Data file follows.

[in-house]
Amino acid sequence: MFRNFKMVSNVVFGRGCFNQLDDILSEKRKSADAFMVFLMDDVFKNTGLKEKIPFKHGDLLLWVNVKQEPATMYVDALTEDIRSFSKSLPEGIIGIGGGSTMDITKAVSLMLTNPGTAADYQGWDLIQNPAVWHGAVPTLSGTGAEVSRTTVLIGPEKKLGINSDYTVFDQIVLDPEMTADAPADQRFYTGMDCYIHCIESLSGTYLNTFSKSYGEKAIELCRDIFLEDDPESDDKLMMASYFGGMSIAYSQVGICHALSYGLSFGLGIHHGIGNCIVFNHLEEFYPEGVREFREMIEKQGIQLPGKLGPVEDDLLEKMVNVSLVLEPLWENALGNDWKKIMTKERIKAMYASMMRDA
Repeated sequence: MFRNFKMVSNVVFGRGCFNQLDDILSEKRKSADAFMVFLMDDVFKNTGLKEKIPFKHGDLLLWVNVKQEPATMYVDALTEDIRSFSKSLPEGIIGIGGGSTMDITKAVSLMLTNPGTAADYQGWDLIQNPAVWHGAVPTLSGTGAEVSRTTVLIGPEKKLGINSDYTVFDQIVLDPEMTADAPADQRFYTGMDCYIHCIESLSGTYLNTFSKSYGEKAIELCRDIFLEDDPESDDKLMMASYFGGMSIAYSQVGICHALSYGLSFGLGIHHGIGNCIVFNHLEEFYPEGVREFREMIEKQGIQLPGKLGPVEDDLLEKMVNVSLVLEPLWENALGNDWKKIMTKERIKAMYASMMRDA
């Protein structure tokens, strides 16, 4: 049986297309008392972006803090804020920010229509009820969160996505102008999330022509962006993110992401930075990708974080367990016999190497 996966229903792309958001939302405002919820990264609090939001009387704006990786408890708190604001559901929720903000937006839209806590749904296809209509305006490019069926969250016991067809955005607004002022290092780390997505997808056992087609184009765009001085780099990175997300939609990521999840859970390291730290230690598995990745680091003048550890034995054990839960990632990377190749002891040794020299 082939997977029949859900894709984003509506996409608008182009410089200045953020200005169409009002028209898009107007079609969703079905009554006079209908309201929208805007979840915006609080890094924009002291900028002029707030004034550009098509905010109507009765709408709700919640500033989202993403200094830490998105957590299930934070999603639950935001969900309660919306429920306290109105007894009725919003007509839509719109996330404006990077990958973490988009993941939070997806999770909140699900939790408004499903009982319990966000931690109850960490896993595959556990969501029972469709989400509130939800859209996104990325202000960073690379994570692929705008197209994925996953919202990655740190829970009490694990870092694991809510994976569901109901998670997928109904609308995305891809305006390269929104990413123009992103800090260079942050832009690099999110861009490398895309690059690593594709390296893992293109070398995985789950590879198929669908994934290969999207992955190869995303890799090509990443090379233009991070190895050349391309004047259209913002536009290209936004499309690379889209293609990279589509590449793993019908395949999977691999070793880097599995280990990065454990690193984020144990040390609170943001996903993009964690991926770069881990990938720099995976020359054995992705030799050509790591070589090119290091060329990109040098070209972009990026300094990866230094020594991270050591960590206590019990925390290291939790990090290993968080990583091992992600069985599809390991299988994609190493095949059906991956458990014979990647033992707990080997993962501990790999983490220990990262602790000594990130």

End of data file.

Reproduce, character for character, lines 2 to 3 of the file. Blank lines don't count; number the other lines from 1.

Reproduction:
Amino acid sequence: MFRNFKMVSNVVFGRGCFNQLDDILSEKRKSADAFMVFLMDDVFKNTGLKEKIPFKHGDLLLWVNVKQEPATMYVDALTEDIRSFSKSLPEGIIGIGGGSTMDITKAVSLMLTNPGTAADYQGWDLIQNPAVWHGAVPTLSGTGAEVSRTTVLIGPEKKLGINSDYTVFDQIVLDPEMTADAPADQRFYTGMDCYIHCIESLSGTYLNTFSKSYGEKAIELCRDIFLEDDPESDDKLMMASYFGGMSIAYSQVGICHALSYGLSFGLGIHHGIGNCIVFNHLEEFYPEGVREFREMIEKQGIQLPGKLGPVEDDLLEKMVNVSLVLEPLWENALGNDWKKIMTKERIKAMYASMMRDA
Repeated sequence: MFRNFKMVSNVVFGRGCFNQLDDILSEKRKSADAFMVFLMDDVFKNTGLKEKIPFKHGDLLLWVNVKQEPATMYVDALTEDIRSFSKSLPEGIIGIGGGSTMDITKAVSLMLTNPGTAADYQGWDLIQNPAVWHGAVPTLSGTGAEVSRTTVLIGPEKKLGINSDYTVFDQIVLDPEMTADAPADQRFYTGMDCYIHCIESLSGTYLNTFSKSYGEKAIELCRDIFLEDDPESDDKLMMASYFGGMSIAYSQVGICHALSYGLSFGLGIHHGIGNCIVFNHLEEFYPEGVREFREMIEKQGIQLPGKLGPVEDDLLEKMVNVSLVLEPLWENALGNDWKKIMTKERIKAMYASMMRDA